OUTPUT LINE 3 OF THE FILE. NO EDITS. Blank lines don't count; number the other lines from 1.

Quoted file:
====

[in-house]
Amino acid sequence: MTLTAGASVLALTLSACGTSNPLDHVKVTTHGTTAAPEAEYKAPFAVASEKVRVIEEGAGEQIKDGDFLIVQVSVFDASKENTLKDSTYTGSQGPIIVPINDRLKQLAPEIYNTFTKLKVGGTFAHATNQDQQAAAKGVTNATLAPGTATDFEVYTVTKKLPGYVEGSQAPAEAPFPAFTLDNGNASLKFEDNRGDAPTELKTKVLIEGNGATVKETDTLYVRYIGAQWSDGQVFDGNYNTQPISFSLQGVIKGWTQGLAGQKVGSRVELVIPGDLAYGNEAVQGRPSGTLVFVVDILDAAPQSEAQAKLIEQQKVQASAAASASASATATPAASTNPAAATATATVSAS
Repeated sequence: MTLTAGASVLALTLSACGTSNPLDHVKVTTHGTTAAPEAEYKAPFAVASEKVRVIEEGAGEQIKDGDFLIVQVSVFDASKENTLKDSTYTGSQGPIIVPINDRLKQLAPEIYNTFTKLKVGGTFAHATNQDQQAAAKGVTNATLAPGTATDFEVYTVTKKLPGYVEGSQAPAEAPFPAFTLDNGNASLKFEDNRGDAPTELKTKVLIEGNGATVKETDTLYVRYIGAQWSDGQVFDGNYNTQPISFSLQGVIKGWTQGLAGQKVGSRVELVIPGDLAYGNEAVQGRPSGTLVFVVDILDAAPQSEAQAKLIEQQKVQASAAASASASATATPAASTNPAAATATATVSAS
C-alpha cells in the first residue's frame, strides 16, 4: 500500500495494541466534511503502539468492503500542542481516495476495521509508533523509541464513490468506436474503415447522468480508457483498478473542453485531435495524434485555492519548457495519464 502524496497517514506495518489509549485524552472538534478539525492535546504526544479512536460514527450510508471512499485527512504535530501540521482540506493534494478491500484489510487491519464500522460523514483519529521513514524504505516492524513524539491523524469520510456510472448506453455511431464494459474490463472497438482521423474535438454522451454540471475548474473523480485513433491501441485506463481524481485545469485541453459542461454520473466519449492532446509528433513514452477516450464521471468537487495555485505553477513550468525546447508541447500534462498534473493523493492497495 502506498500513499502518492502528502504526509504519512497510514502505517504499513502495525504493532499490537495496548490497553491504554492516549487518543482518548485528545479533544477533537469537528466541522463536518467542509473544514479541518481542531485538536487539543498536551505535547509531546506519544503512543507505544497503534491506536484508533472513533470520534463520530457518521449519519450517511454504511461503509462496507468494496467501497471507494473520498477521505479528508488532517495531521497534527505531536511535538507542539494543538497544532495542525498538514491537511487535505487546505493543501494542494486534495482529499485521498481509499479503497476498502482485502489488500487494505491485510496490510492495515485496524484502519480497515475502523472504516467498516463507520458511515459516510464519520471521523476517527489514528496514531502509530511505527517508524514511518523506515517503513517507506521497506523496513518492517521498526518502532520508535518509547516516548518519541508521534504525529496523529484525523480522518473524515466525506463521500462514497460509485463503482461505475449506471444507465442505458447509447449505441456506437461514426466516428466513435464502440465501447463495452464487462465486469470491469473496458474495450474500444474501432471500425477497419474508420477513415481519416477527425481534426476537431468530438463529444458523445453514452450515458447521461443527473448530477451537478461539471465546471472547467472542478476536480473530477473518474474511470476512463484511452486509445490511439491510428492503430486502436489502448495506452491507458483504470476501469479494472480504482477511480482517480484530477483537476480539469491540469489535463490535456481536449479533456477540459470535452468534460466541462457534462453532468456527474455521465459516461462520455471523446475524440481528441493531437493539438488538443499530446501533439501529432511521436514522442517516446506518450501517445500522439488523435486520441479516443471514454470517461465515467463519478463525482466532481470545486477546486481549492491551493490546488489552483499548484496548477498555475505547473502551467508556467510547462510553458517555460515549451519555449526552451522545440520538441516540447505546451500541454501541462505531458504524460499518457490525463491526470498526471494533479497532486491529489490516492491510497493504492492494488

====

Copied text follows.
Repeated sequence: MTLTAGASVLALTLSACGTSNPLDHVKVTTHGTTAAPEAEYKAPFAVASEKVRVIEEGAGEQIKDGDFLIVQVSVFDASKENTLKDSTYTGSQGPIIVPINDRLKQLAPEIYNTFTKLKVGGTFAHATNQDQQAAAKGVTNATLAPGTATDFEVYTVTKKLPGYVEGSQAPAEAPFPAFTLDNGNASLKFEDNRGDAPTELKTKVLIEGNGATVKETDTLYVRYIGAQWSDGQVFDGNYNTQPISFSLQGVIKGWTQGLAGQKVGSRVELVIPGDLAYGNEAVQGRPSGTLVFVVDILDAAPQSEAQAKLIEQQKVQASAAASASASATATPAASTNPAAATATATVSAS